The process is this: I set up an account with CoinJar (using just an email address), into which Tate transfers some Bitcoin, from which I pay for things using a smartphone app. Breakfast is my shout, so I head for the register. The waiter passes me an iPad with a QR Code (one of those square barcodes for smartphones) on the screen. I hover my phone over the code and the CoinJar app turns the pattern into an address to send my payment to, then asks me to confirm the purchase. I hit “confirm” and a second later a green tick appears on the restaurant iPad. “Thanks,” says the waiter. Apparently, that’s it.

The app is basically PayPal or Square Wallet, with a scant few differences on the everyday end. The main advantage, of course, is you’re using an international currency, so your bones are accepted regardless of where you are.

This is the advantage pointed out by the owner of Eclectico. I’m buying some records after breakfast, and she tells me about her personal hallelujah moment, her face illuminated up by the light of a screen with a QR code on it. “I went to South America and ran out of money,” she says. “To get more I was charged for every single transfer or withdrawal, and it was so annoying that I turned it all into Bitcoin, just try it out.” She goes on to tell me that it was free, instant and widely accepted. It’s a cute story, but widely accepted is something I want to raise with the CoinJar CEO, Asher Tan.

Tan is another start-up evangelist, albeit with neater hair and an expensive jacket. Over coffee at Little Mule, I mention that around 100 businesses out of probably tens of thousands actually take Bitcoin. The average person doesn’t want to print a Bitcoin treasure map every time they leave the house.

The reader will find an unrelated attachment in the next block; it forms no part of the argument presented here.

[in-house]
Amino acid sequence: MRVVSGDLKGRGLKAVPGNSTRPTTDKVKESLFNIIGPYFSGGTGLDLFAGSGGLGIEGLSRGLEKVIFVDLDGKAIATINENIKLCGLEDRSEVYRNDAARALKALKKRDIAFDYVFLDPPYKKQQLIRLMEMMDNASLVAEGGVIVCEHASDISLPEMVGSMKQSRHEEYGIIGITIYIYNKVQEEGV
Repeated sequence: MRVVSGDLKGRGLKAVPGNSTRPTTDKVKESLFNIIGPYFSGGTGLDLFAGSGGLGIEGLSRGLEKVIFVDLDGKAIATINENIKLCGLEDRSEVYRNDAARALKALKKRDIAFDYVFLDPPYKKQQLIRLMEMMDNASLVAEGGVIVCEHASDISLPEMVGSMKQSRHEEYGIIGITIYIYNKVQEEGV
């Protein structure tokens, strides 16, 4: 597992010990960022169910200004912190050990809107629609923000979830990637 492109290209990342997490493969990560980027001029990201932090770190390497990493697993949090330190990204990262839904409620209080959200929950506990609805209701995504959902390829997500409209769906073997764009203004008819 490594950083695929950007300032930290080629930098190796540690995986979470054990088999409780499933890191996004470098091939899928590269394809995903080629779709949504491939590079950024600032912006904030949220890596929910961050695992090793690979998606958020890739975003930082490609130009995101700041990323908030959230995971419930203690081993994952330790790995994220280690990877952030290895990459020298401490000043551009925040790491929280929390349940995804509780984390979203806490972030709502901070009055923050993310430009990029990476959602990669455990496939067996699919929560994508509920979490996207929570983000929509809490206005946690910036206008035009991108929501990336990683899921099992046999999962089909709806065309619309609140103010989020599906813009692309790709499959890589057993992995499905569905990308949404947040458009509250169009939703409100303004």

“That’s changing fast,” he assures me. “Businesses realise they can skip charges for accepting card payments, and they jump on board. Just the rise of our own business proves that. Last May we were just two people, and now we have 11 employees. It’s definitely growing.”

Asher explains how CoinJar started with him reading an article about a 17-year-old kid, named Ryan Zhou, making millions of dollars trading in Bitcoin. “I liked how it was new technology,” he says. “So I tried contacting this guy on Twitter. And a month later he wrote back and said he was actually in Melbourne, so we met up.”

That was the foundation. Slowly, Tan convinced Zhou to join him in a partnership reminiscent of the Jobs/Wozniak team, and CoinJar was born. A year later they’re eyeing off expansion into London, and all this by simply facilitating purchases of Bitcoin using Bpay, distributing a smartphone app and by providing secure digital storage, which is naturally the next question.

“Is Bitcoin safe?” I’m drinking Bitcoin-powered cocktails with Tate at Habitat. “You want an anecdote on security?” he asks me. “For over two-and-a-half years the planet’s drug dealers used Bitcoin on Silk Road, and not one of them thwarted the system, let alone the FBI. If you want an acid test, that was it.”

It’s all a bit controversial, but I guess for a bunch of guys taking on the banks, it has to be. But more importantly, you can buy cocktails right now in Melbourne with Bitcoin, and they’re delicious.

Broadsheet readers can get a $5 credit at coinjar.com by signing up here.